Gu Ramen also plays with heat levels, allowing diners—whether they order tonkotsu or shoyu broth—to amp up the fire in and around their mouth. Their spicy and super-spicy levels of three and four will leave your lips tingling thanks to a mixture of chili oil and ground, dried Thai chilis drizzled into your bowl, creating red rivets between broth and noodle.

While the OG Laguna location is well worth scouting out, the fortunate aspect of the locale in DTLB is that the menu has been directly transferred, with over 20 Asian-inspired tapas (though it does not have 30+ taps like the Laguna and Santa Ana locations).

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Ramen Hub, located in the Bixby Knolls neighborhood of Long Beach, and their Hakata ramen. Photo by Brian Addison.

Ramen Hub, in the Bixby Knolls neighborhood of Long Beach, and their Hakata ramen. Photo by Brian Addison.

3. Ramen Hub (3900 Atlantic Avenue)

Make no mistake: Bixby Knolls is the ramen hub of Long Beach and also happens to be home to, well, Ramen Hub. The Hub is a joint whose focus on ramen and poke point to both its eye for trends and a possible saturation point in the market. (Within DTLB alone, six poke places have popped up, officially making poke the new Thai of Long Beach—in other words, we don’t need more of it.)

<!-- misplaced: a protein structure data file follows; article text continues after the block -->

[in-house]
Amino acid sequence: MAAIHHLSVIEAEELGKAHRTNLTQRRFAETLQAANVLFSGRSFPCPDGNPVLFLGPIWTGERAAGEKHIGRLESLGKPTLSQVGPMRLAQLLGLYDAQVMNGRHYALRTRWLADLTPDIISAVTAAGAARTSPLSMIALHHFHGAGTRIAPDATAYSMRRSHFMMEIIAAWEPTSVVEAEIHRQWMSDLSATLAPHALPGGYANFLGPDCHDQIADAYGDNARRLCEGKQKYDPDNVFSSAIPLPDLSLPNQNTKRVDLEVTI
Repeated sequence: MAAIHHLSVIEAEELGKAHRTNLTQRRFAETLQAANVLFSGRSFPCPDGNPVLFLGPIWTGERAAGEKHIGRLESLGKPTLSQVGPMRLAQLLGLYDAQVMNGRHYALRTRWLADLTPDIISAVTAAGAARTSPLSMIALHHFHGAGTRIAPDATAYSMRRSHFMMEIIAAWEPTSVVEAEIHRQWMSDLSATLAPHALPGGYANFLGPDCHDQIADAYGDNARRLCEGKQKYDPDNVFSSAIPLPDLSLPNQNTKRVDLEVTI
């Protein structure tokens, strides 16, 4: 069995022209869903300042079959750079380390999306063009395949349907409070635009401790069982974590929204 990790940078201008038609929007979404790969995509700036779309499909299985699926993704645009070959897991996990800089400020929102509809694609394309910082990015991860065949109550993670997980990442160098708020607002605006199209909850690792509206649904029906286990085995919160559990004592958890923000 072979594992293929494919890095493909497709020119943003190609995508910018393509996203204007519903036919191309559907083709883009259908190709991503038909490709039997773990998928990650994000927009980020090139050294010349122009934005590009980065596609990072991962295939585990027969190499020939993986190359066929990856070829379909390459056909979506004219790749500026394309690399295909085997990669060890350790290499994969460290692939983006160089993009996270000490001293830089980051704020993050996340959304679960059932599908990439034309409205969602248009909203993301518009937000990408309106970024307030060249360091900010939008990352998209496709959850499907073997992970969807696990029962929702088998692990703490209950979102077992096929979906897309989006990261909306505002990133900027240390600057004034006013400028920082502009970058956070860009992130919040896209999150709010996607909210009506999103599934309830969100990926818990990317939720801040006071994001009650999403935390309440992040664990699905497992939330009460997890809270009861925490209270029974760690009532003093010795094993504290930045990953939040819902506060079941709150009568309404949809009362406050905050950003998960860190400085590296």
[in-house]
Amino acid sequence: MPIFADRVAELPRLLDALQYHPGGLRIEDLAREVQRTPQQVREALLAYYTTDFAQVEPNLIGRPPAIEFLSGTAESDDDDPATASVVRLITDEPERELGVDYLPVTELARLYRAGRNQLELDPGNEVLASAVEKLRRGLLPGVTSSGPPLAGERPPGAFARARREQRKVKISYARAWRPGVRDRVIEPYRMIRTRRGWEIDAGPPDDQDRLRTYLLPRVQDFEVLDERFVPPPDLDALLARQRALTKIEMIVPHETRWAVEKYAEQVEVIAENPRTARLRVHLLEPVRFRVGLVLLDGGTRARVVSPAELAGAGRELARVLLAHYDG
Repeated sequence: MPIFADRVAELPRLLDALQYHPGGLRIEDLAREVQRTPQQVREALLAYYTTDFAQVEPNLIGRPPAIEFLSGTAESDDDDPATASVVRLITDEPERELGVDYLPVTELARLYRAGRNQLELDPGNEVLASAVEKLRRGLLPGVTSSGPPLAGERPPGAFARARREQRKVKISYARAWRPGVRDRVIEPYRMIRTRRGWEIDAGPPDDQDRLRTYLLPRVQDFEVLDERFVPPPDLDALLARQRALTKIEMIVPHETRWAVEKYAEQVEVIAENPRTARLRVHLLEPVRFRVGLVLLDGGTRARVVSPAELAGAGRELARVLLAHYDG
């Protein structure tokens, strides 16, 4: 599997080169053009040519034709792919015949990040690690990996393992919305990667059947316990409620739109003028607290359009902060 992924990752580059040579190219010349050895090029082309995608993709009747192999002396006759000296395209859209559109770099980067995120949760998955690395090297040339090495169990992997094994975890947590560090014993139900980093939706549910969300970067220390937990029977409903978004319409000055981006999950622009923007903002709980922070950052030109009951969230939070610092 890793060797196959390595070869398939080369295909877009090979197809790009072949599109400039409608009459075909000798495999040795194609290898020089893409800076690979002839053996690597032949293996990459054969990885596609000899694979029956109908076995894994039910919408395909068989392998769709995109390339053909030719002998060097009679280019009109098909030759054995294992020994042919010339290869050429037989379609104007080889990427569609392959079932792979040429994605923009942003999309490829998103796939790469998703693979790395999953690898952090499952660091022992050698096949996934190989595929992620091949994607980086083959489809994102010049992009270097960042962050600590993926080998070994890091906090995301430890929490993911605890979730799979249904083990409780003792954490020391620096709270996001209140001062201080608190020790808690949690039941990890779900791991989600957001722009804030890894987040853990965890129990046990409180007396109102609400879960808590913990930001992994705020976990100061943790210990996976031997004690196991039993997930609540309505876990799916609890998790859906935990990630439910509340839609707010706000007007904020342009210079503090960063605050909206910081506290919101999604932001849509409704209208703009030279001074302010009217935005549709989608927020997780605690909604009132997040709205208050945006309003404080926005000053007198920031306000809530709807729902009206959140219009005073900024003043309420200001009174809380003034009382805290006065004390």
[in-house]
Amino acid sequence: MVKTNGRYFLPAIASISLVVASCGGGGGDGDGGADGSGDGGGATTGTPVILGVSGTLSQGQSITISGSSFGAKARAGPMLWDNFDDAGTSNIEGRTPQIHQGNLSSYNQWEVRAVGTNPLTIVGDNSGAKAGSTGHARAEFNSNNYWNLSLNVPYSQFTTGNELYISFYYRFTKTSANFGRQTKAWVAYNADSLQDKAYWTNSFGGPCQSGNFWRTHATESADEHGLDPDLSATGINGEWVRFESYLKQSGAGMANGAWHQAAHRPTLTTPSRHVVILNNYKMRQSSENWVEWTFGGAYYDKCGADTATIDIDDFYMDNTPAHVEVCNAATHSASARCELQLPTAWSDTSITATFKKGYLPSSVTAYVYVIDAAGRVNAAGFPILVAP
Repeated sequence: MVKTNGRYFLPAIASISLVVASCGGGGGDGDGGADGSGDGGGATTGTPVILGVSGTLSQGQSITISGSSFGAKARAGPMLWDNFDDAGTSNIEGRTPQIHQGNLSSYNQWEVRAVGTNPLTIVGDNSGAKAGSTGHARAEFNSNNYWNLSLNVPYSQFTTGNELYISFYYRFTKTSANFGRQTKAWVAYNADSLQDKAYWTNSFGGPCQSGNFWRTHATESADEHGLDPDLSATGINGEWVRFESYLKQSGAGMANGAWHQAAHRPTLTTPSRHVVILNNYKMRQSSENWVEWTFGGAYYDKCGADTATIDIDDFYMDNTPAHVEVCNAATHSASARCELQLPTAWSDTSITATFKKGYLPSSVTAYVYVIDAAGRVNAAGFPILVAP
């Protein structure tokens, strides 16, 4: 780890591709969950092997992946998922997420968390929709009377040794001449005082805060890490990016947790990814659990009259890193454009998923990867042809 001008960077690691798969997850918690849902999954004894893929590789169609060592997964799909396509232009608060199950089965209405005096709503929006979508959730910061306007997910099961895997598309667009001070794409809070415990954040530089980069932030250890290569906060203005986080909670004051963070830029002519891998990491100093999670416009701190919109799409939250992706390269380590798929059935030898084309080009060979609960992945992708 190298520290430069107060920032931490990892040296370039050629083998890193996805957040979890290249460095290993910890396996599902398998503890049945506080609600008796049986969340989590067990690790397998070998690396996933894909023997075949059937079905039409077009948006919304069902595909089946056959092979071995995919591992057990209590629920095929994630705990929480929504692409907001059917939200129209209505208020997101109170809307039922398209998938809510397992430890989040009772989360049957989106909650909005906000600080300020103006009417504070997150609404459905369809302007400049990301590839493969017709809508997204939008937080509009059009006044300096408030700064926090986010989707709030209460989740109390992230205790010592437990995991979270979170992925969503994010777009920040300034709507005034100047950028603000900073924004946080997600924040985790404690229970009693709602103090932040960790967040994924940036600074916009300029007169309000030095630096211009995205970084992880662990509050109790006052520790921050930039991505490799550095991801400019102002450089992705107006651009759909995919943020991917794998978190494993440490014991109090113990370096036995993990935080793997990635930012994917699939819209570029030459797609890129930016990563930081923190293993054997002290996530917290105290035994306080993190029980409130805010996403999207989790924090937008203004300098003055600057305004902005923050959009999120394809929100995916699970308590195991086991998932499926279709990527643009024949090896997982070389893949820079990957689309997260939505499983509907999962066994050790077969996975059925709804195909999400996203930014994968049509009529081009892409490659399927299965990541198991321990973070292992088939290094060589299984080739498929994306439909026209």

However, they offer relatively decent bowls of Hakata ramen and vegan Sapporo ramen—but each lack the depth of both HiroNori and Gu Ramen. Take their take on Hakata: their chashu, while quickly torched with a flamer right before serving, misses the levels and layers of flavor that both HiroNori and Gu achieve. And the tonkotsu broth is almost too heavy, leaving a thick film of fat in the mouth that, while certainly decadent, it’s reminiscent of kotteri, an extract of the back fat of Kurobuta pork and typically added only when requested due to its richness.

Their vegan ramen, served with an all-too-spinach-y noodle, has that same heavy feel, as if additional oil were added to bind to the miso-based broth.

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A bowl of ramen form Tajima Ramen, located in the SteelCraft hub of Long Beach's Bixby Knolls neighborhood. Photo by Brian Addison.

A bowl of ramen from Tajima Ramen, at SteelCraft in Long Beach’s Bixby Knolls neighborhood. Photo by Brian Addison.

4. Tajima Ramen (3768 Long Beach Blvd., Suite #106)

Last and, in the case of this list, least, sits Tajima Ramen, Long Beach’s first ramen house.

Tajima suffers from a few things: mainly the fact that it strives to create the complexity and magic of great noodles meeting a layers-of-flavor broth, but lacks both great noodles and great broth.

To this, they add unneeded accoutrements—sesame seeds, garlic chips—but hold back too much on others—broth, for one—and it creates a mediocre bowl at best.